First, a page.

$71k Average Pay Has Ann Arbor Teachers ‘Contemplating Bankruptcy’
‘None of those examples are exaggerations,’ $65k, five-year teacher tells school board
Little more than a week after voters approved $1 billion in bonded debt for building improvements, Ann Arbor Public Schools teacher Alison Eberts told school board members that teachers had to make a choice: pay their bills or file for bankruptcy.
“Here’s some decisions that I and my colleagues have had to make: buying groceries or paying rent; deferring on student loans or keeping our utilities on; staying after school to be available to students or scurrying out the door to make it to work on time; paying the bills or contemplating bankruptcy,” Eberts told the school board. “None of those examples are exaggerations.”
Eberts, 29, has been employed as an Ann Arbor teacher since 2014-15. In the years since then, her annual pay has risen from a starting rate of $39,754 to $65,910 in 2018-19.
When contacted by Michigan Capitol Confidential via an email, Eberts said she had no comment. The email asked Eberts what she thought she would earn as a public school teacher back when she first took the job.
Jodi Brecht is another teacher who spoke about teacher salaries at the same meeting; Brecht earned $81,635 in 2018-19.
The average salary for Ann Arbor public school teachers was $71,545 in 2017-18, according to the Michigan Department of Education. Statewide, the average Michigan public school teacher earned a salary of $61,908 that year.
The local teachers union stated that many Ann Arbor teachers couldn’t attend the school board meeting because they had to work at second jobs.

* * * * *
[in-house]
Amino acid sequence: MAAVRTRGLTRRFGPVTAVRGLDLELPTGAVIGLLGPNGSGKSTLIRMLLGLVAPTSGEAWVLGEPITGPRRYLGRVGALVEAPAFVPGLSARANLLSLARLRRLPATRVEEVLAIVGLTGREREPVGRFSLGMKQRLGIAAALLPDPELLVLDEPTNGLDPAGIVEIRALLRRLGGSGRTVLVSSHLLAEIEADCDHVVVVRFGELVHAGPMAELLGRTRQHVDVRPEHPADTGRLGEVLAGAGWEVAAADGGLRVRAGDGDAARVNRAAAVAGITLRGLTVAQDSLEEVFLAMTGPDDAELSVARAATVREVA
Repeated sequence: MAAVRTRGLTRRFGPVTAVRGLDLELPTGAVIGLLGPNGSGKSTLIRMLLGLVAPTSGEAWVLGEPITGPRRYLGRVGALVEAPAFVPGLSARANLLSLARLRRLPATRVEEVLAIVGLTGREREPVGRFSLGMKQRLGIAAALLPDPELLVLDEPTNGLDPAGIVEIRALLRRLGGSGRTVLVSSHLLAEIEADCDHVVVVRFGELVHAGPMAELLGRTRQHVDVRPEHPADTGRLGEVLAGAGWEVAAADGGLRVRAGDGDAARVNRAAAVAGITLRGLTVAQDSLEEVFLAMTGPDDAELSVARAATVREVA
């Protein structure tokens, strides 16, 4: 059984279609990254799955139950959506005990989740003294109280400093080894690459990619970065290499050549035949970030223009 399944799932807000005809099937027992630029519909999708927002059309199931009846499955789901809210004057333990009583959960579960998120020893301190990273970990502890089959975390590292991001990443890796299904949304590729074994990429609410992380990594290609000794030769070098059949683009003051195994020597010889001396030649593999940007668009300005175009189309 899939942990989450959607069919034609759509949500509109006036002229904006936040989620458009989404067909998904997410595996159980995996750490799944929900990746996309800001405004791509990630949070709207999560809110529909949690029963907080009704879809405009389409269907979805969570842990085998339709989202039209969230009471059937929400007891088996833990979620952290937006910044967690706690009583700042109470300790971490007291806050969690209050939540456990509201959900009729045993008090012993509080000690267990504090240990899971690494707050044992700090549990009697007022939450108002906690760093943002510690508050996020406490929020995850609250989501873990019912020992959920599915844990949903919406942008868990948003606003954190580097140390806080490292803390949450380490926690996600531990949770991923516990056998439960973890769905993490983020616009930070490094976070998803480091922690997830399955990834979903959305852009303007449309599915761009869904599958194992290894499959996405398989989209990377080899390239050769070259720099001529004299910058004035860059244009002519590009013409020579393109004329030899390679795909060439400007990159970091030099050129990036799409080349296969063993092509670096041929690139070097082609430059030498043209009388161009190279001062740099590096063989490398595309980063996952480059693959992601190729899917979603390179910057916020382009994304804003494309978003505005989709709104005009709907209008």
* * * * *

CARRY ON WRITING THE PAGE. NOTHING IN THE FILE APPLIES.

“Let’s keep up the pressure on the Board and on the Superintendent to finally prioritize teachers in their budget so our colleagues don't have to have second and third jobs,” said a social media post from Ann Arbor Education Association..
In a Michigan Radio story, school board member Rebecca Lazarus said the solution is to ask state legislators to give public schools more money.
“This is something that is starting to swell up in districts like Ann Arbor because we cannot handle it anymore,” Lazarus said in a Nov. 1 story posted by the public radio network. “We have to pay our teachers more, and the only way school districts can do that: we have to work with our legislators to make sure they fund our schools properly.”
According to the Michigan Department of Education, Ann Arbor Public Schools is getting $678 more per pupil than it did nine years ago, even after adjusting for inflation. That figure includes all state dollars the district received.
Salaries for many educators in Ann Arbor have increased dramatically over that period.
An assistant superintendent’s total salary increased from $112,337 in 2013-14 to $133,515 in 2018-19.
A principal’s total salary went from $102,183 in 2013-14 to $122,649 in 2018-19.
Some teachers who are at the top of the union-negotiated pay scale have experienced stagnant salary growth, however.
Jeff Kass, another school employee who has been outspoken about his dissatisfaction about teacher pay, wrote a book of poetry about his experience as a teacher who also works a second job as a pizza delivery man. He has worked for the district for more than 20 years.
Kass had a total salary of $79,430 in 2013-14, which increased to $81,986 in 2018-19.
But another teacher in the district saw her total salary increase much more, from $83,012 in 2013-14 to $98,936 in 2018-19.
Salaries can vary greatly between similarly situated teachers within a district depending on what optional duties individuals are willing to take on in return for extra pay. The salary information in this story comes from the state's Office of Retirement Services.